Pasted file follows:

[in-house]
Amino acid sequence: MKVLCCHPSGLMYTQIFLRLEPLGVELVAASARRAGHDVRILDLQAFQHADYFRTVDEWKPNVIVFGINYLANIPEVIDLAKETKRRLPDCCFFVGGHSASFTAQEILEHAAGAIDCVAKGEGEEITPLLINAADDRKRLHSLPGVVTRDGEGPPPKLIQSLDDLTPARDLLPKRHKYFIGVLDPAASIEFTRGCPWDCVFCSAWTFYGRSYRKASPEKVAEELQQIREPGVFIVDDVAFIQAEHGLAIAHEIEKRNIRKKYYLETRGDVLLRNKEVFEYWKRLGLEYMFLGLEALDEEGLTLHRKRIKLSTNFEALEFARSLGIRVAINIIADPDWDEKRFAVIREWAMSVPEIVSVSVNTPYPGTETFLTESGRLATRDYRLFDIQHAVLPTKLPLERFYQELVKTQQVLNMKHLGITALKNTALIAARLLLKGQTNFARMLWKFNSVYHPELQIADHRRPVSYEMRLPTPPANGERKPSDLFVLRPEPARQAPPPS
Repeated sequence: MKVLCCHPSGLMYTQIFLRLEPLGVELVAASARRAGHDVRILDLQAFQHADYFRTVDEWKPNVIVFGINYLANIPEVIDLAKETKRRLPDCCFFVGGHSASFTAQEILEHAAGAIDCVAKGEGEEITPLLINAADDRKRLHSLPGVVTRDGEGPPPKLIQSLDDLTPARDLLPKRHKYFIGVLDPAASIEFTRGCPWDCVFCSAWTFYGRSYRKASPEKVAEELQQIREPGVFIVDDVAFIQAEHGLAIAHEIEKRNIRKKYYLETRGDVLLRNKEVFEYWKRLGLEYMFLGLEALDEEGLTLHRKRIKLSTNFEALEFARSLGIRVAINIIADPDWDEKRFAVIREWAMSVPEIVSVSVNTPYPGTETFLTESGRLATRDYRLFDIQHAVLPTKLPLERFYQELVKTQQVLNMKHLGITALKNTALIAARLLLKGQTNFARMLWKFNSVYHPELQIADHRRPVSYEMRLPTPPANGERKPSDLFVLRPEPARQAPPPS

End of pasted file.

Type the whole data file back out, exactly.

[in-house]
Amino acid sequence: MKVLCCHPSGLMYTQIFLRLEPLGVELVAASARRAGHDVRILDLQAFQHADYFRTVDEWKPNVIVFGINYLANIPEVIDLAKETKRRLPDCCFFVGGHSASFTAQEILEHAAGAIDCVAKGEGEEITPLLINAADDRKRLHSLPGVVTRDGEGPPPKLIQSLDDLTPARDLLPKRHKYFIGVLDPAASIEFTRGCPWDCVFCSAWTFYGRSYRKASPEKVAEELQQIREPGVFIVDDVAFIQAEHGLAIAHEIEKRNIRKKYYLETRGDVLLRNKEVFEYWKRLGLEYMFLGLEALDEEGLTLHRKRIKLSTNFEALEFARSLGIRVAINIIADPDWDEKRFAVIREWAMSVPEIVSVSVNTPYPGTETFLTESGRLATRDYRLFDIQHAVLPTKLPLERFYQELVKTQQVLNMKHLGITALKNTALIAARLLLKGQTNFARMLWKFNSVYHPELQIADHRRPVSYEMRLPTPPANGERKPSDLFVLRPEPARQAPPPS
Repeated sequence: MKVLCCHPSGLMYTQIFLRLEPLGVELVAASARRAGHDVRILDLQAFQHADYFRTVDEWKPNVIVFGINYLANIPEVIDLAKETKRRLPDCCFFVGGHSASFTAQEILEHAAGAIDCVAKGEGEEITPLLINAADDRKRLHSLPGVVTRDGEGPPPKLIQSLDDLTPARDLLPKRHKYFIGVLDPAASIEFTRGCPWDCVFCSAWTFYGRSYRKASPEKVAEELQQIREPGVFIVDDVAFIQAEHGLAIAHEIEKRNIRKKYYLETRGDVLLRNKEVFEYWKRLGLEYMFLGLEALDEEGLTLHRKRIKLSTNFEALEFARSLGIRVAINIIADPDWDEKRFAVIREWAMSVPEIVSVSVNTPYPGTETFLTESGRLATRDYRLFDIQHAVLPTKLPLERFYQELVKTQQVLNMKHLGITALKNTALIAARLLLKGQTNFARMLWKFNSVYHPELQIADHRRPVSYEMRLPTPPANGERKPSDLFVLRPEPARQAPPPS